The current priority for Washington and its NATO allies is addressing the emerging global challenges the alliance faces, especially those originating in Russia and China, according to the US undersecretary of state for arms control and international security.
Speaking during a press briefing in Brussels on Tuesday, attended by Arab News, Bonnie Denise Jenkins said the alliance has for the first time formally discussed the challenges posed by Moscow, especially in light of the conflict in Ukraine, and the growing global strength of Beijing, which is perceived as a threat to Western powers.
She said her talks with European allies at NATO headquarters focused mainly on arms control related to the war in Ukraine, and the alliance’s new strategic concept, which was approved during its summit in Madrid last month.
“The summit showcased our collective strength to meet the challenges of the world and threats we are facing today and in the future,” said Jenkins.
Jenkins stressed that the US and its allies have no interest in a direct, potentially nuclear, confrontation with Russia and that they are instead working to provide Ukrainian forces with weapons and other military assistance.
She also described NATO’s recent formal invitation for Sweden and Finland to join the alliance as a “historic act.”
In another first, Indo-Pacific countries Australia, Japan, New Zealand and South Korea were invited to participate in last month’s NATO summit. Jenkins said the discussions with them included defense of allied nations and threats to the “rules-based order.”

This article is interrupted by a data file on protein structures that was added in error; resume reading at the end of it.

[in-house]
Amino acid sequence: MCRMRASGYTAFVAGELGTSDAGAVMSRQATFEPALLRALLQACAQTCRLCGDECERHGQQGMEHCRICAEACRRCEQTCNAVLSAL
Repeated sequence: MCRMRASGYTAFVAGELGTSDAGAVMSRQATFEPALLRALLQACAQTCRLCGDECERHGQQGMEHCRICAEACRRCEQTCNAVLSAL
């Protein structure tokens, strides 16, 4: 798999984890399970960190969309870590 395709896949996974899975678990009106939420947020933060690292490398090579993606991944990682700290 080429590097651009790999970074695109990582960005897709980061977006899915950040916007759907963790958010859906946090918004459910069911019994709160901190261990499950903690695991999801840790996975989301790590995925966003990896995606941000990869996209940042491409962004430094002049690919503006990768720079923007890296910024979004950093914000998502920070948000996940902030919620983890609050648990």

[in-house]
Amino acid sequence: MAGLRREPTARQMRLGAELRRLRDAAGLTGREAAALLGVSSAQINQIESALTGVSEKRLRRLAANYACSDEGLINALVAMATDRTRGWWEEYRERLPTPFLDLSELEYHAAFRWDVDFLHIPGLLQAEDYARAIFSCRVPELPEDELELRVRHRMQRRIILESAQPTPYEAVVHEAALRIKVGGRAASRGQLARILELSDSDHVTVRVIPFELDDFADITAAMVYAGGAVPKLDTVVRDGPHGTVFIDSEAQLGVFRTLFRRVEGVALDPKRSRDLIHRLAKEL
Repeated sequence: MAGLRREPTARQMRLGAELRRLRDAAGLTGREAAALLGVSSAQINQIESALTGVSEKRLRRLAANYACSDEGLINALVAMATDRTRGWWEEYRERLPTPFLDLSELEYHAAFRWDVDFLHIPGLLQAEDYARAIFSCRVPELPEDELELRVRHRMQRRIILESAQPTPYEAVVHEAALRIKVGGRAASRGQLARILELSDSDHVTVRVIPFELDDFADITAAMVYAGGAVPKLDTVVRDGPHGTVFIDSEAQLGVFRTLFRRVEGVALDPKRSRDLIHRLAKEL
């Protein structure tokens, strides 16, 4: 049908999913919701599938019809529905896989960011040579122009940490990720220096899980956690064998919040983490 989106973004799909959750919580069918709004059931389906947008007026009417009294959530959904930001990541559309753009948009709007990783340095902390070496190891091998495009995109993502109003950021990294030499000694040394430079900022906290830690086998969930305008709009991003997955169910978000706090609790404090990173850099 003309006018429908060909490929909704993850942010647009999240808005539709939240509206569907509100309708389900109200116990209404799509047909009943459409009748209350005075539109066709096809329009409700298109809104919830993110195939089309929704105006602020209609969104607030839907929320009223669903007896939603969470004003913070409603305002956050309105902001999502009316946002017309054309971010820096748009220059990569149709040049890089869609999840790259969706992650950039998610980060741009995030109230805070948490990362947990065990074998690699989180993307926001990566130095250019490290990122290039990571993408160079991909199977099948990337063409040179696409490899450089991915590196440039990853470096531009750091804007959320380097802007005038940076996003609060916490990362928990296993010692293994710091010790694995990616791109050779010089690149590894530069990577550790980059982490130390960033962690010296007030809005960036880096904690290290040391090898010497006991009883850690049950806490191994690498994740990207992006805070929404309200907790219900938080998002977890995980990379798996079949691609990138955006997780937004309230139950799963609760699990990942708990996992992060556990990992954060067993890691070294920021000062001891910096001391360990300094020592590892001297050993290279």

She also highlighted other key principles addressed during the summit, including the concept of strategic stability through deterrence and defense, arms control and disarmament. She said countering the growing strength of China and Russia remains key to the shared security of NATO members.
On the question of Iran’s nuclear program, and Washington’s position on the negotiations with Tehran to limit it, Jenkins said that since the US withdrew from the 2015 Joint Comprehensive Plan of Action in 2018, Iran’s breakout time — the time needed to produce enough fissile material to develop a nuclear weapon — has fallen from a year to a matter of weeks, or even less.
Jenkins said President Joe Biden
’s administration is “seeking to return to full implementation of the JCPOA,” which imposes restrictions on Iran’s nuclear program and subjects it to monitoring by the International Atomic Energy Agency.
“We still value the JCPOA and see it as the most important way in which we can achieve success in trying to prevent Iran from obtaining nuclear weapons,” she said.